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We’ve got a couple remote opportunities at the moment. One is a backend role and one is a frontend role. Note that a degree of overlap with UTC+1 is required. (More details on that in the ads themselves.)

All the techies here work remotely, and everyone (non-tech included) uses Slack to communicate. Initial interview will likely be over Slack too. Feel free to ask me questions in the comments here or privately and I’ll do my best to answer, but note that I am not the hiring manager.

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    I think it’s incumbent on you to include some kind of salary range or at least a guideline in the ads. Just some way for prospective applicants to sanity-check that you’re not offering ¼ of the market rate (as too many cool tech companies try) before putting effort into following up.

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      Yeah, this was my feeling exactly when reading it. Would they pay as much as I get now? Half as much? Twice as much? I just have no idea.

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        I’ve asked the hiring manager if there’s anything I/we can share.

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          I’m not sure why there wouldn’t be? Even if it is very broad based on experience, ie. $40k-120k it should still be in the job listing.

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            I think this is crucial information; even a broad range, as pilkch suggests, can be enough to change someone’s mind about applying in either direction, which is better for everyone (since they’d do that once they eventually found out anyway).

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          What does the company do? What would these employees work on?

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            From our about page:

            With LaterPay, we want to change the way people buy and sell digital content on the Internet. Why? Because we believe paying for digital content should be fast, convenient, and fair. And because we think you should be able to buy the exact piece of content you want.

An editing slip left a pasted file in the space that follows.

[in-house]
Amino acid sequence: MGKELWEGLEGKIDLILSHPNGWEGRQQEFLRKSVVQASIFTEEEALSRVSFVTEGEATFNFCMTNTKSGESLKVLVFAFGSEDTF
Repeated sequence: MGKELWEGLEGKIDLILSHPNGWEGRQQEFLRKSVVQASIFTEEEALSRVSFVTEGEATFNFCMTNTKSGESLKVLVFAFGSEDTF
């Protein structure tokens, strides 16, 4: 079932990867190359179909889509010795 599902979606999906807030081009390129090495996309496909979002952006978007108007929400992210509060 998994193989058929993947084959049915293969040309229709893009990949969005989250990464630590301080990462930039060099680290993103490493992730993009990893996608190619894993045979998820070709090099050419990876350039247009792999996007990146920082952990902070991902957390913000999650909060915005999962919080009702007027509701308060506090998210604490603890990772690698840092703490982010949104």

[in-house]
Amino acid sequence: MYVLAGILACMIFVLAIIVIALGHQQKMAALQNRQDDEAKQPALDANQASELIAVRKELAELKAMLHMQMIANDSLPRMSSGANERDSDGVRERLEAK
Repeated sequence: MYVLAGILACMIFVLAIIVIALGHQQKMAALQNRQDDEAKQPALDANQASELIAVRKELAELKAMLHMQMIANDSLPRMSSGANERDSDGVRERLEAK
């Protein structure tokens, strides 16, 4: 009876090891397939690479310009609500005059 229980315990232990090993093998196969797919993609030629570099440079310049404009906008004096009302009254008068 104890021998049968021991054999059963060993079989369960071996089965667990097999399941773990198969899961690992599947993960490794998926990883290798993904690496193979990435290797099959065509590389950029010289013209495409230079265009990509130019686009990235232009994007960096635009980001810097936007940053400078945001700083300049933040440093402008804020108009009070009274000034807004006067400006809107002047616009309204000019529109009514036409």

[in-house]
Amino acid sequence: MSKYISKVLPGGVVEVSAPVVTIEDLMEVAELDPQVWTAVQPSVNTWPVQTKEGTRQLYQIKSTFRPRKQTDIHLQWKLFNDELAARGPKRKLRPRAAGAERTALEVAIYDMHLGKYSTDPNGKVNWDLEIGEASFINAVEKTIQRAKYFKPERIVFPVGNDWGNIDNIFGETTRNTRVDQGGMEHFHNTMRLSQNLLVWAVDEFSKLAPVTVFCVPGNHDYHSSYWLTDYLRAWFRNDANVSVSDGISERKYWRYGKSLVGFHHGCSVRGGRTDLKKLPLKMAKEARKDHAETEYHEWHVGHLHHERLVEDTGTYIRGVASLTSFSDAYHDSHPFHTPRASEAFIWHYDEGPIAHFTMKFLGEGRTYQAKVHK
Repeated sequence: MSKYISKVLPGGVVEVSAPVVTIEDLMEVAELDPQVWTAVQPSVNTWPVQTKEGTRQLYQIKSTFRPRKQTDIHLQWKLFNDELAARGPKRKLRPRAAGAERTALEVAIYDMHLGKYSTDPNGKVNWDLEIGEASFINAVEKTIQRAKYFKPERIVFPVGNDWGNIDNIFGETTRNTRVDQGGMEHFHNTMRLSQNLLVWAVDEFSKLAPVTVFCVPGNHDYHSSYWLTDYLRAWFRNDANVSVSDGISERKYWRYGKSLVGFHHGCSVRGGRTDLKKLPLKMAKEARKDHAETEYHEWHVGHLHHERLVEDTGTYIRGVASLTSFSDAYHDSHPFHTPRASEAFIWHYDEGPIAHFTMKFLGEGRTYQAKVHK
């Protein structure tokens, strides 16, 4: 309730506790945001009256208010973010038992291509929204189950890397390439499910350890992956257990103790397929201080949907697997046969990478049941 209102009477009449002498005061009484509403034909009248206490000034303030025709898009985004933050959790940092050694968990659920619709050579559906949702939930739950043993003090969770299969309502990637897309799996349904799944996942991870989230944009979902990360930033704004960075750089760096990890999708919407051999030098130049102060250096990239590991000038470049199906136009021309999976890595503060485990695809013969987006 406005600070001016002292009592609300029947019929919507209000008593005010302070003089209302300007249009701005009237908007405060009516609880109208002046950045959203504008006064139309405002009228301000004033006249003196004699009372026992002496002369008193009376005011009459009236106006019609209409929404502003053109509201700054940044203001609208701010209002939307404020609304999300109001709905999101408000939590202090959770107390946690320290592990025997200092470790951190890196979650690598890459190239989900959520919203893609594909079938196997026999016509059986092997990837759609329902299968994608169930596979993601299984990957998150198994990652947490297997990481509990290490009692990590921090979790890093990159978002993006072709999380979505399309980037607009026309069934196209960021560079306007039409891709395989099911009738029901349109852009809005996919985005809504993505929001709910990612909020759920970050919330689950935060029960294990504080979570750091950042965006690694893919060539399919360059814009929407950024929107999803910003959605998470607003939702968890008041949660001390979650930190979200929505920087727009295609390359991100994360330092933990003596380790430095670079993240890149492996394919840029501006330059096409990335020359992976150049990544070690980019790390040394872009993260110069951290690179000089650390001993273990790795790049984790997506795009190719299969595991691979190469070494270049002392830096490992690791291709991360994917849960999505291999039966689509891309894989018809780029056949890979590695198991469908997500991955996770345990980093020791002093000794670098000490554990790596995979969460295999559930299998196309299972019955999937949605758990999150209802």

We want to create a great software product which influences and changes the way people use paid content of any kind on the Internet. The usage of paid content should be as easy and convenient as going out to dinner: you are served first and pay later. We want to build a user-centric product that makes users feel smart. It should represent the simplest, most secure way to buy digital goods. We want to change the way people regard paid content, turning it into a great experience. We want to enable businesses to offer “paid content as a service”, convincing users of their content’s value instead of forcing them to pay before actually getting the content.

            Key, I think, is being able to consume content from various publishers and paying for it but not having to sign up for a separate account with each publisher. You commit to paying a small sum for each article/resource and get a combined invoice every time your balance tips over X EUR. (Currently 5, I think.) As I understand it we also don’t give the publishers any personally identifiable information.

            Does this help?

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              According to the description: “We’ve got a bunch of services, mostly Python/Django with a mixture of Django-templated HTML and React in front, that do everything from providing analytics to merchants, displaying payment dialogs, fraud detection, and more.”

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                I read it. I was glad to see the list of technologies but found the rest too thin as an answer.